Founded in 2005 Creation and Chrome has been ahead of the pack staying current with the latest materials. Owner Gary Watson tells us that spray able chrome is an emerging technology and that the materials are constantly improving.
This tech is about showing how their chroming process can help the average Joe from having to spend several thousands of dollars trying to set up and spray their own pieces. Gary explained that the finish is only as good as the foundation on a paint job. If the prep work is clean and straight it will show on the piece once it’s done. He also mentioned that this process is a good alternative for parts that can’t be chrome platted by traditional means. So if you have plastic trim that was originally vacuum plated and you would like to get it close to factory specs this process should be the one for you.

Gary has been trying to stay on the leading edge producing pieces that other Vendors say can’t be done. “I want to innovate, not imitate” with that said we knew we were at the right spot for this chrome tech feature. Now follow along as Gary sprays a ’66 Impala dash cluster ready for show.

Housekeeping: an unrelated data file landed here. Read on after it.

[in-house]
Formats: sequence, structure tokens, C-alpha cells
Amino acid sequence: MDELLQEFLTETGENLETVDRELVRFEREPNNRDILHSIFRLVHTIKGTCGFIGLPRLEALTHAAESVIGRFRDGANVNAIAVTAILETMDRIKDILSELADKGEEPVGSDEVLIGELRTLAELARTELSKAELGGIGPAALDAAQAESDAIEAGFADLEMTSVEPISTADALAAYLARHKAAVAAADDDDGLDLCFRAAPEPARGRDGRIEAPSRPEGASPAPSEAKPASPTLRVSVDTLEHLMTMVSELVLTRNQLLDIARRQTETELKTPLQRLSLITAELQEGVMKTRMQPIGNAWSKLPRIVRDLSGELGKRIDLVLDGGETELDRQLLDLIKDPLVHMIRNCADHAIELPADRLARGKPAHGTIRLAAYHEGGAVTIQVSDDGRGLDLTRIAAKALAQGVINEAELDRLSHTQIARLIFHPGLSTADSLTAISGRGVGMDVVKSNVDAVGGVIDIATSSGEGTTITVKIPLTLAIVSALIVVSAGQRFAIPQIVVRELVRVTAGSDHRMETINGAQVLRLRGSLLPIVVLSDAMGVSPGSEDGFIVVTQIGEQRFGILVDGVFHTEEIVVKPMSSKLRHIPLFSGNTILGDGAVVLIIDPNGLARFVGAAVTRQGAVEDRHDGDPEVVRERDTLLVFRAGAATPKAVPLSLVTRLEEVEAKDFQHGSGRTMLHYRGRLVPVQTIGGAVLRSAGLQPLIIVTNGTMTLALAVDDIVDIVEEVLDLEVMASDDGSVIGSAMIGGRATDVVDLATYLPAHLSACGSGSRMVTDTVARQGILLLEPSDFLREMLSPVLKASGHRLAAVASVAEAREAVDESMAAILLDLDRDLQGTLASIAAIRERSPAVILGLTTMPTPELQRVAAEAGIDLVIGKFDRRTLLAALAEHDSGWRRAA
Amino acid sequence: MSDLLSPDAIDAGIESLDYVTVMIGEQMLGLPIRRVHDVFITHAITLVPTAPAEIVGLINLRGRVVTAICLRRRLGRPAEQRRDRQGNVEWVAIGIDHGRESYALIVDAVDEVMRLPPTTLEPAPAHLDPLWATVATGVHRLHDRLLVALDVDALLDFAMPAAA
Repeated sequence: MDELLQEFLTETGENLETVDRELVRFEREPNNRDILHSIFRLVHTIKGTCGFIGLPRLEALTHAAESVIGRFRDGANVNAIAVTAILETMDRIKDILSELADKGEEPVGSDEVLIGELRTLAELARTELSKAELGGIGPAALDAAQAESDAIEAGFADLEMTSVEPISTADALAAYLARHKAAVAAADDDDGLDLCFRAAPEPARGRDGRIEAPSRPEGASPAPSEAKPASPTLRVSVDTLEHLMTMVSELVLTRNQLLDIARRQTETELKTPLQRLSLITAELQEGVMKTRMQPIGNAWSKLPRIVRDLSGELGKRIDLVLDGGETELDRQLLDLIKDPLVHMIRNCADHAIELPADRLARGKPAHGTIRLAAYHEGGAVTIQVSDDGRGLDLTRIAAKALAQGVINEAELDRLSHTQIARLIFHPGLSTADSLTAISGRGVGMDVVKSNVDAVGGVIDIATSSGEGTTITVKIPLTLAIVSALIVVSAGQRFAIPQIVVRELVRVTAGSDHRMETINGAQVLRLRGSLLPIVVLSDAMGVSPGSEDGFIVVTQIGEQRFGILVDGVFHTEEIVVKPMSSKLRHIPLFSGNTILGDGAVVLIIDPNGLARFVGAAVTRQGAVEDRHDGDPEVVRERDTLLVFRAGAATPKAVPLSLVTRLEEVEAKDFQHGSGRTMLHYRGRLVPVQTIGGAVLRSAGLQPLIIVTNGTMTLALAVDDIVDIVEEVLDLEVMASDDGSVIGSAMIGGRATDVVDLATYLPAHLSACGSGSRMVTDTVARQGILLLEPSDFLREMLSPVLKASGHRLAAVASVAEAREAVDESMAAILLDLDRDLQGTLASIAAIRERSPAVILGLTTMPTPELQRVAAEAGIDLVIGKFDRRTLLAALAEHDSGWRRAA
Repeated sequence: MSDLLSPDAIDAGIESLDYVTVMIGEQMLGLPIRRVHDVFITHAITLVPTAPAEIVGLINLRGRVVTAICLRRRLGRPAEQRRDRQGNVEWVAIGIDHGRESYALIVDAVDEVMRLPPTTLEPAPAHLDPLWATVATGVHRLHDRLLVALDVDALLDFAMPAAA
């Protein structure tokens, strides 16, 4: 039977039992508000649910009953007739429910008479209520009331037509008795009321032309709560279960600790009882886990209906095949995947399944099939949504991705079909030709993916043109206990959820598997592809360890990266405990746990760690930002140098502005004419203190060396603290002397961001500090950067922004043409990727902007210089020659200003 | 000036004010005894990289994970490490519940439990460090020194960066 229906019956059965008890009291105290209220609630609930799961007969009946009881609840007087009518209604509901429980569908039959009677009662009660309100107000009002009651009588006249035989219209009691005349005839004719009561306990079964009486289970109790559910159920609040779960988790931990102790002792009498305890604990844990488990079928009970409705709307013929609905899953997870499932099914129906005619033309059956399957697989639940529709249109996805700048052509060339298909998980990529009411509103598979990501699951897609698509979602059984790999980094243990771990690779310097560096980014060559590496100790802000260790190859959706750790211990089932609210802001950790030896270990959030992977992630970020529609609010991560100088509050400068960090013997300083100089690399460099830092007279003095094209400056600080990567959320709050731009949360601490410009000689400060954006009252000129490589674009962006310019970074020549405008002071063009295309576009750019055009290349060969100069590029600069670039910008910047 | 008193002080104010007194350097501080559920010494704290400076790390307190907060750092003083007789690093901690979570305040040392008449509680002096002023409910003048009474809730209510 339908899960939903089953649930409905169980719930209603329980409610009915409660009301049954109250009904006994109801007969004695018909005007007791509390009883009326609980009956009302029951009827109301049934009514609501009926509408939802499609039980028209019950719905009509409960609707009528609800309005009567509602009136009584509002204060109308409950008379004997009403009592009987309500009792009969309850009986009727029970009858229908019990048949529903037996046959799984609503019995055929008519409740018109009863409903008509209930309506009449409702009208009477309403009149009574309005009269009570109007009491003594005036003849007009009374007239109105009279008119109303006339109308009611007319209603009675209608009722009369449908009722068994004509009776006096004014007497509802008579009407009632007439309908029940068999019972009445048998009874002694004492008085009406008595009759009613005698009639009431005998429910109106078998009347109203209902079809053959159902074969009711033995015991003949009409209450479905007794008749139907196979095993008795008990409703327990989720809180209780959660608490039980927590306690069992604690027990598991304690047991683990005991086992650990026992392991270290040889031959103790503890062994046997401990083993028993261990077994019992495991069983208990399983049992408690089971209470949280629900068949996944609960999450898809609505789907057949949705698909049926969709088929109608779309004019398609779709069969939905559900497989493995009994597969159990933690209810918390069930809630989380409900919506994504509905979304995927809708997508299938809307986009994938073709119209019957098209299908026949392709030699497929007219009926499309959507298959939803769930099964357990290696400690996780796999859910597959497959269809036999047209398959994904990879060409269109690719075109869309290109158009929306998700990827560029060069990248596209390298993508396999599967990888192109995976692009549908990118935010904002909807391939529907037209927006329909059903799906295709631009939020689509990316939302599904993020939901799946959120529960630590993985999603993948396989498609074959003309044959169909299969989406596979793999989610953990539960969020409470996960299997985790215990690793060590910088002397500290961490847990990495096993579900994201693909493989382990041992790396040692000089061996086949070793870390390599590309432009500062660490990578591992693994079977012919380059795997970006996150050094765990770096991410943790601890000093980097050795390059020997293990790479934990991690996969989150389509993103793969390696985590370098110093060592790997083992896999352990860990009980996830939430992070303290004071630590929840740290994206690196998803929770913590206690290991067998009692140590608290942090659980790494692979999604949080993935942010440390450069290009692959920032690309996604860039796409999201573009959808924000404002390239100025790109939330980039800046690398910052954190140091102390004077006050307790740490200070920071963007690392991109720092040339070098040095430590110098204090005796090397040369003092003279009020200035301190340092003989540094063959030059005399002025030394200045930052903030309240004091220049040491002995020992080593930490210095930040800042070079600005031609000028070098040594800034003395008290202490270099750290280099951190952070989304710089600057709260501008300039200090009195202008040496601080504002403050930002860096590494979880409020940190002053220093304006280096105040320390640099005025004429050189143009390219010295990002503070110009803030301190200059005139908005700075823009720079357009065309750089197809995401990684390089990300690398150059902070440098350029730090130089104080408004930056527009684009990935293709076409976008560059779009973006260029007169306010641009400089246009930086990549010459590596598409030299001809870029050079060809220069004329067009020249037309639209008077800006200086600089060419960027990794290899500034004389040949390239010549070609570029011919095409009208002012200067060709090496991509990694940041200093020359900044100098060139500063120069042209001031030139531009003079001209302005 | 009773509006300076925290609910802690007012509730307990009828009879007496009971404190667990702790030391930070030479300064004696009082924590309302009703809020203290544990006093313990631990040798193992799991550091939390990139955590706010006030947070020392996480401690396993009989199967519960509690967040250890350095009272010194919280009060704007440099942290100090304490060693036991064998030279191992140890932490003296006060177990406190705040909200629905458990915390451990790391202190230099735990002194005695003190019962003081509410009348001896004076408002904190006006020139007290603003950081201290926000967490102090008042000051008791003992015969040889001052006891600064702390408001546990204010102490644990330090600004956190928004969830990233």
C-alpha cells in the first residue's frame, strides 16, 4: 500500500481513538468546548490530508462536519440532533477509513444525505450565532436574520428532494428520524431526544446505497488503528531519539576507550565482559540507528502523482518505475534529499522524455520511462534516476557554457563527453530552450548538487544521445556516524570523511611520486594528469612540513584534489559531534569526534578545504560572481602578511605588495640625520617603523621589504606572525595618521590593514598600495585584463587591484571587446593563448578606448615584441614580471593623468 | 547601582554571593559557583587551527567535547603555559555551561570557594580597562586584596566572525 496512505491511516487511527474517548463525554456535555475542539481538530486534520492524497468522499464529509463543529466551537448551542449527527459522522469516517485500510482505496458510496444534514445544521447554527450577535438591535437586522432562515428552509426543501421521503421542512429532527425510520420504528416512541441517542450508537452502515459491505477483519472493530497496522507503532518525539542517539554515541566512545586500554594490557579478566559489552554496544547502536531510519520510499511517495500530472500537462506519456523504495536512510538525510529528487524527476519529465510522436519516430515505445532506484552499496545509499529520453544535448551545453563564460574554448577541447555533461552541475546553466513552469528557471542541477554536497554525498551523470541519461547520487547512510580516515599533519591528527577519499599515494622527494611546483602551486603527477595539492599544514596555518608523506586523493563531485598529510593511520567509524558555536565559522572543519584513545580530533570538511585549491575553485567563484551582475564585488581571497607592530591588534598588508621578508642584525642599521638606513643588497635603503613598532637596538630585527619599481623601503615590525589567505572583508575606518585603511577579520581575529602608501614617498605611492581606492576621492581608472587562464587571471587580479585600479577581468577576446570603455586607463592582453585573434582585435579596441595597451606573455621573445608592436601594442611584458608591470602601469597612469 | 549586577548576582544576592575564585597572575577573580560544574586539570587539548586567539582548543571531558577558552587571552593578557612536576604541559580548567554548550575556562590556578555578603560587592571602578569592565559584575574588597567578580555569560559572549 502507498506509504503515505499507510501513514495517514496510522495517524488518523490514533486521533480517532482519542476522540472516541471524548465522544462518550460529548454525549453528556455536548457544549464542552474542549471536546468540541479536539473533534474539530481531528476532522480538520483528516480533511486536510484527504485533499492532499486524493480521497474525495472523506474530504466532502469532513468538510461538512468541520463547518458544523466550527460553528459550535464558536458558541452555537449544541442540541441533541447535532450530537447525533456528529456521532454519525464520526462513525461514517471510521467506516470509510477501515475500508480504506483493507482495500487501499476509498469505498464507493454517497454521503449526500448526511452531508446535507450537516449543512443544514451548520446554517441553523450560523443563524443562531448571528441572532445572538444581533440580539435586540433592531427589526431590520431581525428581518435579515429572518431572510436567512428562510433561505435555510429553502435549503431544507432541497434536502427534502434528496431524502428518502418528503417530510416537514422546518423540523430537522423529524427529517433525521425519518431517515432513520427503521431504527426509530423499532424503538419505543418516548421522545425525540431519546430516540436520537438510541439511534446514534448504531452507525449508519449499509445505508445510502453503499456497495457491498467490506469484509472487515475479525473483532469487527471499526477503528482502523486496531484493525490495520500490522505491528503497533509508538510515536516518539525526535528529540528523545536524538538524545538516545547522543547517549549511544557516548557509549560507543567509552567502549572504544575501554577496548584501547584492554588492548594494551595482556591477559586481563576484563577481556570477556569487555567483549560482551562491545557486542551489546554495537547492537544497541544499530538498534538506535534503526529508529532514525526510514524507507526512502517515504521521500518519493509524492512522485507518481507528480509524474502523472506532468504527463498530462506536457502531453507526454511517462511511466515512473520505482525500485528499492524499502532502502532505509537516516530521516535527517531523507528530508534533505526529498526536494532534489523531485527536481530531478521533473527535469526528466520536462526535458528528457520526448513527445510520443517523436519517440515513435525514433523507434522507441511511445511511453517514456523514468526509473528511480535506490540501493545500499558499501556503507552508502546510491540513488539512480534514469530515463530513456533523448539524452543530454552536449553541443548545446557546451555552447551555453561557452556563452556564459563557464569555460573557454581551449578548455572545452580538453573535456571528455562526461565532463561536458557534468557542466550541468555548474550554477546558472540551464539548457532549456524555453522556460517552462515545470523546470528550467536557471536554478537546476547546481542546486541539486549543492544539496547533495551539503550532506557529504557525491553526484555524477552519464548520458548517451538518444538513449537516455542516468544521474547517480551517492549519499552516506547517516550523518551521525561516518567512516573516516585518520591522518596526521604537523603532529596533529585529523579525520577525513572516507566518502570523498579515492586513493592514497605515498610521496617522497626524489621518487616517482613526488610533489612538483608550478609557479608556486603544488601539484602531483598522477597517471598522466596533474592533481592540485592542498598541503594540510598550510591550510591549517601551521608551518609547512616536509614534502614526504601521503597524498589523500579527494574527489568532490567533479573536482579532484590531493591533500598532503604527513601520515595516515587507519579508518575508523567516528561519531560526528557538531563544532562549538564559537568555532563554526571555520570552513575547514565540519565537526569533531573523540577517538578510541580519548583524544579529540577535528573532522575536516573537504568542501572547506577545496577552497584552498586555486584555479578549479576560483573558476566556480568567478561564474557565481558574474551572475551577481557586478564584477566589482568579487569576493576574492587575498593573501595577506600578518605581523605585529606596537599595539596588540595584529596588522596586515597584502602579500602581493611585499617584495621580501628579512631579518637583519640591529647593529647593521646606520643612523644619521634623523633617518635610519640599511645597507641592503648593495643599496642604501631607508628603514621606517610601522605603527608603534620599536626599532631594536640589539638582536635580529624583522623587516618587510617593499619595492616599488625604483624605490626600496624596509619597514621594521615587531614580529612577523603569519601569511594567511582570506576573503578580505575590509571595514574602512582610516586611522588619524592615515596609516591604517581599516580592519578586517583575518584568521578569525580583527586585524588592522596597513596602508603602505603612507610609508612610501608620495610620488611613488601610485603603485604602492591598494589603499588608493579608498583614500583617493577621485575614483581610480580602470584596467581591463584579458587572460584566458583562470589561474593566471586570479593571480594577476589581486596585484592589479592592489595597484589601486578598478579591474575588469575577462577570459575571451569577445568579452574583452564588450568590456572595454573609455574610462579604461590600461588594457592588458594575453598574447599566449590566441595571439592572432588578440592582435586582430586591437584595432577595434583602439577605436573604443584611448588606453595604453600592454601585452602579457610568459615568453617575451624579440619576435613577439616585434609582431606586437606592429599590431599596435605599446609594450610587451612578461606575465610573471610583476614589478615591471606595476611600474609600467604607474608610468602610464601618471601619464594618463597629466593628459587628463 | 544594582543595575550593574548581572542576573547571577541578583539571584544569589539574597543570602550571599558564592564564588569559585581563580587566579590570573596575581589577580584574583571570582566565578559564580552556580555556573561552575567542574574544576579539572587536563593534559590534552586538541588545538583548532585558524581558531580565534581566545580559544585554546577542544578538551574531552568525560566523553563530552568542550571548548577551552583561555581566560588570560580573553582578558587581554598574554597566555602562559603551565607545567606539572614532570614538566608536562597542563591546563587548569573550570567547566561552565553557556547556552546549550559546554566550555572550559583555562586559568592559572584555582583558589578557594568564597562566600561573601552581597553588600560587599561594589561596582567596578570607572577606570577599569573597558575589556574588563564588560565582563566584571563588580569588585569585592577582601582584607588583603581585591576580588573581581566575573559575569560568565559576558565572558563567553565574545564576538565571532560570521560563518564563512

1. This plastic cluster was ready to be given a custom chrome touch. It will be bodywork prepped like you would do on a cars surface, sanding and sealing the part so that it becomes paint ready.

2. No he isn’t going to drink water, Gary is actually using Arrowhead distilled water for the paint mix and the solutions that are going to be applied.

3. The first part of the chrome paint solution is a two-part mix.

4. The base solution was mixed together.

5. Gary was careful about the mixing part being 1 to 1, meaning that the same equal amount was mixed together the same as the base.

6. The holding canister was loaded with the first part of the solution.

7. The second part of the solution is what activates and turns to chrome once it’s mixed in with the first solution.

8. The dash cluster was sealed in automotive paint and most importantly masked off in sections. This will allow the paint solution to flow easier giving the desired finish.

9. Gary sprays the solution evenly. As you can see he is spraying the coating while using separate paint guns.

10. Once all the crevices where coated, the part was ready for the next step.

11. The chrome paint was sprayed

12. Water is used to make the reaction flow off the panel that was sprayed.

13. Air was used to dry off the panel.

14. This section was complete and Gary was ready to repeat the process to the rest of the panel.